Twerk told me, “I got my first cutter about a year and a half ago, which ended up being completely useless. So I ended up buying two more. They come up on eBay every so often. Finding ones that were affordable was the big challenge.
Blanks come up on eBay as well but they are very hit and miss when It comes to quality. I actually ended up finding a bunch of original presto blanks on there once that were actually still usable. They came in the original packaging which was really cool. But for higher quality blanks we use a company called Apollo, from California.”
The official version is “The performances herein were recorded live with one microphone into a Presto K8 lathe, cut directly to acetate discs at 78 rpm, and edited only for volume. All Sessions Produced by Twerk Thomson and Recorded by John Dixon, Live at Twerk-O-Phonic Studios, New Orleans, LA.”
The songs: OH, YOU BEAUTIFUL DOLL / OLD FASHIONED LOVE / MY GAL SAL / PRETTY BABY / SOMEDAY, SWEETHEART / SWEET BYE AND BYE (Twerk Thomson, string bass; Ben Polcer, trumpet; Kris Tokarski, piano) / JADA / SHINE / ONE SWEET LETTER FROM YOU / NOON BLUES / MARIE / YOU ARE MY SUNSHINE / MELANCHOLY BLUES (Twerk, John Rodli, guitar, vocal on JADA; Kris; Ben; James Evans, C-melody saxophone, clarinet; Charlie Halloran, trombone) / IN THE SHADE OF THE OLD APPLE TREE / MAMA’S GONE, GOODBYE / POOR BUTTERFLY (Twerk, Russell Welch, guitar; Alex Owen, trumpet; Bruce Brackmon, clarinet; Marty Peters, tenor saxophone) / HOW COME YOU DO ME LIKE YOU DO? / HOME (Twerk, tenor guitar; Marla Dixon, trumpet and vocal).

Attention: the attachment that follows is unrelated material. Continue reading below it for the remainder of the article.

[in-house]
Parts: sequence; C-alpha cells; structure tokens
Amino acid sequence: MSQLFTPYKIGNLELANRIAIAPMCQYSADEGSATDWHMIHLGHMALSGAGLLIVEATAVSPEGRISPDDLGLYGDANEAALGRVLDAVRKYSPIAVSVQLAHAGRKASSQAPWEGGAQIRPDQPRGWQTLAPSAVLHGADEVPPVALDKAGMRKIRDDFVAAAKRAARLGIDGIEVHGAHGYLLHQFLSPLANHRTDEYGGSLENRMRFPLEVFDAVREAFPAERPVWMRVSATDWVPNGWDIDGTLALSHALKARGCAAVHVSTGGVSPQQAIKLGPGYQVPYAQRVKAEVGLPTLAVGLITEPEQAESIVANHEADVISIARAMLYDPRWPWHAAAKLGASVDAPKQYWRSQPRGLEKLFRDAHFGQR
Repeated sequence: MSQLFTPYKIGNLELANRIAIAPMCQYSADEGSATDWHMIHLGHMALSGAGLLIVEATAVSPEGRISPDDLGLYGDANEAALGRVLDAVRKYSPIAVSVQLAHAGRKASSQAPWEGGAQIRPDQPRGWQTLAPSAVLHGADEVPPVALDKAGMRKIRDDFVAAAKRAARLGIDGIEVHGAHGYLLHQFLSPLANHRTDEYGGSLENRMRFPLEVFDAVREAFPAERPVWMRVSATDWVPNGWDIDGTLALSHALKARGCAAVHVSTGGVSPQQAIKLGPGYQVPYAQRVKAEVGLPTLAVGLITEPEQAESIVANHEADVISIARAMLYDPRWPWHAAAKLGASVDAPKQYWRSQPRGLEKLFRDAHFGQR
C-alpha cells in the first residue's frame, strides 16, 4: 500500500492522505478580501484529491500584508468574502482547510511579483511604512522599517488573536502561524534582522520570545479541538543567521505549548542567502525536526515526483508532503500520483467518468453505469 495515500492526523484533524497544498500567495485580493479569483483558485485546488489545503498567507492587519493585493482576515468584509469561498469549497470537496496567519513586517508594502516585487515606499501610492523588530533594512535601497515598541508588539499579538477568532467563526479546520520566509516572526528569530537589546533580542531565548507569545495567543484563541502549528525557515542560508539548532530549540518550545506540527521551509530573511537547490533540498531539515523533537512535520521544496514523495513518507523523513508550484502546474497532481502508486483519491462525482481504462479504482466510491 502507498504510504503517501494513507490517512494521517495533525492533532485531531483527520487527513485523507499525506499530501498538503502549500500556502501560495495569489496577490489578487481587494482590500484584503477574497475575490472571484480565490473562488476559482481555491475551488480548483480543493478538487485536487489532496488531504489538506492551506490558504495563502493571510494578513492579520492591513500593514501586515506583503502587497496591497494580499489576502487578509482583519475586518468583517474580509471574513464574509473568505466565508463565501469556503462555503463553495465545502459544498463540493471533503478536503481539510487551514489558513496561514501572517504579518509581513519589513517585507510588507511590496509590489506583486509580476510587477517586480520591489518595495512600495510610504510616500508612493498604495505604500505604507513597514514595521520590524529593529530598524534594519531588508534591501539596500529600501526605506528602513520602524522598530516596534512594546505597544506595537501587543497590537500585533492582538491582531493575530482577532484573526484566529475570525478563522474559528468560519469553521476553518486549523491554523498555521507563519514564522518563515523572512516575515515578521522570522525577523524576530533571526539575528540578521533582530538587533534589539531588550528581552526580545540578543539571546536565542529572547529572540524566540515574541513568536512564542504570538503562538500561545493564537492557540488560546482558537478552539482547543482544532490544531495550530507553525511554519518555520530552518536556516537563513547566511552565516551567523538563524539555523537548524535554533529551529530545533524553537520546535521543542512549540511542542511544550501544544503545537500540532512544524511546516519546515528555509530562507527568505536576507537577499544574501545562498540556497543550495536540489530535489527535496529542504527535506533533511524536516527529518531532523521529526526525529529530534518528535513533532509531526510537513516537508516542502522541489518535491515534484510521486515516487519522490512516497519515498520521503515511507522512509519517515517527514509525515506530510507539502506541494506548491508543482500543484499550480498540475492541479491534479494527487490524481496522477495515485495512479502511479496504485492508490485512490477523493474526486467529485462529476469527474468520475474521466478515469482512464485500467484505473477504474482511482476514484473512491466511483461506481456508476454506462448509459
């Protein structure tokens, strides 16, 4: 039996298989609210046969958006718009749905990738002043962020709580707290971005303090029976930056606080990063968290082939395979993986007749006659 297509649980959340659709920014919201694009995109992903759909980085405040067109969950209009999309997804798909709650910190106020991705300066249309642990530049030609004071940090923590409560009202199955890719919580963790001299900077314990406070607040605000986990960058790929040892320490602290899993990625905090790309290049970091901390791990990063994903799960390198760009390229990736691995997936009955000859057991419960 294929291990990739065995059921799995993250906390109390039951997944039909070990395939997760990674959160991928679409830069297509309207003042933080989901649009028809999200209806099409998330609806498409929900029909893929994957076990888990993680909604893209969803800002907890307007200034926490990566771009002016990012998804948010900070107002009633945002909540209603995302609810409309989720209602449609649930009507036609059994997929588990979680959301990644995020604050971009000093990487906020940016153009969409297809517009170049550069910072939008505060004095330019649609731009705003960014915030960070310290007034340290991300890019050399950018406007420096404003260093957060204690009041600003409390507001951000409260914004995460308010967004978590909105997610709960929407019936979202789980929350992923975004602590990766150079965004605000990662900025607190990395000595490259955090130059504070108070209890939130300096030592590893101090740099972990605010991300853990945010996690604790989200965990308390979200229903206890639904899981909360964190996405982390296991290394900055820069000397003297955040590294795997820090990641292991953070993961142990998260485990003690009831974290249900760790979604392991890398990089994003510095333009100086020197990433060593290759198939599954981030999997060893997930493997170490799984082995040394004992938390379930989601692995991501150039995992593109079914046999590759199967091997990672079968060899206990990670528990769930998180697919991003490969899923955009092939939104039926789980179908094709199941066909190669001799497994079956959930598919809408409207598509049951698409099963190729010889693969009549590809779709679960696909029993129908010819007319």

Exhibit E: Twerk Thomson on Facebook.
If you’re familiar with any of the heroes recorded on this disc (and you can hear / download / purchase the music on the Soundcloud link above) you will know what to expect: music that is both romping and elegantly controlled, harking back to the Bunk Johnson – Don Ewell – Alphonso Steele trios and slightly larger ensembles. The “vintage sound” — powerfully focused if somewhat narrower (at first) than we are used to — is so atmospheric. The discs have occasional surface noise, whooshes and clicks, but the noise is part of the overall effect rather than something added on synthetically. Everyone plays beautifully and with heart, so the result is not merely the documentation of a gimmick, but a melding of technology and reverent impulse.
I first heard a few of the individual sessions on Twerk’s Facebook page, and thought, “Wow, I hope he puts these into a form that people who want to get away from their computers can purchase and have.” And he did. So I can now time-travel to some indeterminate place whenever I want, even while driving to work. And Twerk has also established Twerk-O-Phonic Studios as a place (a sanctuary for music!) where you can visit and record your own music onto an actual disc — a single artifact, not a mass-produced product — to have, to hear, to admire. I don’t want this to become such a phenomenon that he no longer has time to play the propulsive string bass he does so well, but a little prosperity would be nice.
I commend this disc to you. The music on it both embraces and transcends the technology. And, to me, the complete idea — the musicians, the home environment, the discs — is heartwarming.
May your happiness increase!